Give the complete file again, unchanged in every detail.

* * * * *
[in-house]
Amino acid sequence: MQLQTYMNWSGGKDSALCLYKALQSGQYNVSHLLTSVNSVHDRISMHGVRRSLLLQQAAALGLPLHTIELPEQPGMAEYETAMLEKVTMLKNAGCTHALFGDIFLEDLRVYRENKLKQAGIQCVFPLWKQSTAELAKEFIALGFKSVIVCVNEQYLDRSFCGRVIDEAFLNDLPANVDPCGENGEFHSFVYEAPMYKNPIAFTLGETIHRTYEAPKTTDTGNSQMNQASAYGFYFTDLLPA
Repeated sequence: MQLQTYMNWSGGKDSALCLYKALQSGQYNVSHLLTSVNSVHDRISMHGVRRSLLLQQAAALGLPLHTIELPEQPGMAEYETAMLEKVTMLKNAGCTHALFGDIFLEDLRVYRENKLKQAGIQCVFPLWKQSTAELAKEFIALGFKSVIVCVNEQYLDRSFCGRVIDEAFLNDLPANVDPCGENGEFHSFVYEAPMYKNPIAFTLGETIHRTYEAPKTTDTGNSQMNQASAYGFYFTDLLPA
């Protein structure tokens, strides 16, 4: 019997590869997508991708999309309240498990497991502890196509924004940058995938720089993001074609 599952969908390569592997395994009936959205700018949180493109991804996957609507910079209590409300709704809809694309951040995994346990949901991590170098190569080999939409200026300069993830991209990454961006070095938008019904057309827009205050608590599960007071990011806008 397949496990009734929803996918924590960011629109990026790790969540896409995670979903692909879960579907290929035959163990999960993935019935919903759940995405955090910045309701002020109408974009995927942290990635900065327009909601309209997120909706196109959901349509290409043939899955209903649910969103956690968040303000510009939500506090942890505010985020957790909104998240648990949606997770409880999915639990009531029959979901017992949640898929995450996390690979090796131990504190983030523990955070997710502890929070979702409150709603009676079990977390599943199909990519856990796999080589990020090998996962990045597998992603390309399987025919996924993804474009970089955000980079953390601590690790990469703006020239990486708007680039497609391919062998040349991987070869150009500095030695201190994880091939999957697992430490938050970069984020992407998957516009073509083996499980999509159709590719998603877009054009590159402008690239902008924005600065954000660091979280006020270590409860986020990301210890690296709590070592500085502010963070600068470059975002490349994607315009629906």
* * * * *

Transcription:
[in-house]
Amino acid sequence: MQLQTYMNWSGGKDSALCLYKALQSGQYNVSHLLTSVNSVHDRISMHGVRRSLLLQQAAALGLPLHTIELPEQPGMAEYETAMLEKVTMLKNAGCTHALFGDIFLEDLRVYRENKLKQAGIQCVFPLWKQSTAELAKEFIALGFKSVIVCVNEQYLDRSFCGRVIDEAFLNDLPANVDPCGENGEFHSFVYEAPMYKNPIAFTLGETIHRTYEAPKTTDTGNSQMNQASAYGFYFTDLLPA
Repeated sequence: MQLQTYMNWSGGKDSALCLYKALQSGQYNVSHLLTSVNSVHDRISMHGVRRSLLLQQAAALGLPLHTIELPEQPGMAEYETAMLEKVTMLKNAGCTHALFGDIFLEDLRVYRENKLKQAGIQCVFPLWKQSTAELAKEFIALGFKSVIVCVNEQYLDRSFCGRVIDEAFLNDLPANVDPCGENGEFHSFVYEAPMYKNPIAFTLGETIHRTYEAPKTTDTGNSQMNQASAYGFYFTDLLPA
């Protein structure tokens, strides 16, 4: 019997590869997508991708999309309240498990497991502890196509924004940058995938720089993001074609 599952969908390569592997395994009936959205700018949180493109991804996957609507910079209590409300709704809809694309951040995994346990949901991590170098190569080999939409200026300069993830991209990454961006070095938008019904057309827009205050608590599960007071990011806008 397949496990009734929803996918924590960011629109990026790790969540896409995670979903692909879960579907290929035959163990999960993935019935919903759940995405955090910045309701002020109408974009995927942290990635900065327009909601309209997120909706196109959901349509290409043939899955209903649910969103956690968040303000510009939500506090942890505010985020957790909104998240648990949606997770409880999915639990009531029959979901017992949640898929995450996390690979090796131990504190983030523990955070997710502890929070979702409150709603009676079990977390599943199909990519856990796999080589990020090998996962990045597998992603390309399987025919996924993804474009970089955000980079953390601590690790990469703006020239990486708007680039497609391919062998040349991987070869150009500095030695201190994880091939999957697992430490938050970069984020992407998957516009073509083996499980999509159709590719998603877009054009590159402008690239902008924005600065954000660091979280006020270590409860986020990301210890690296709590070592500085502010963070600068470059975002490349994607315009629906």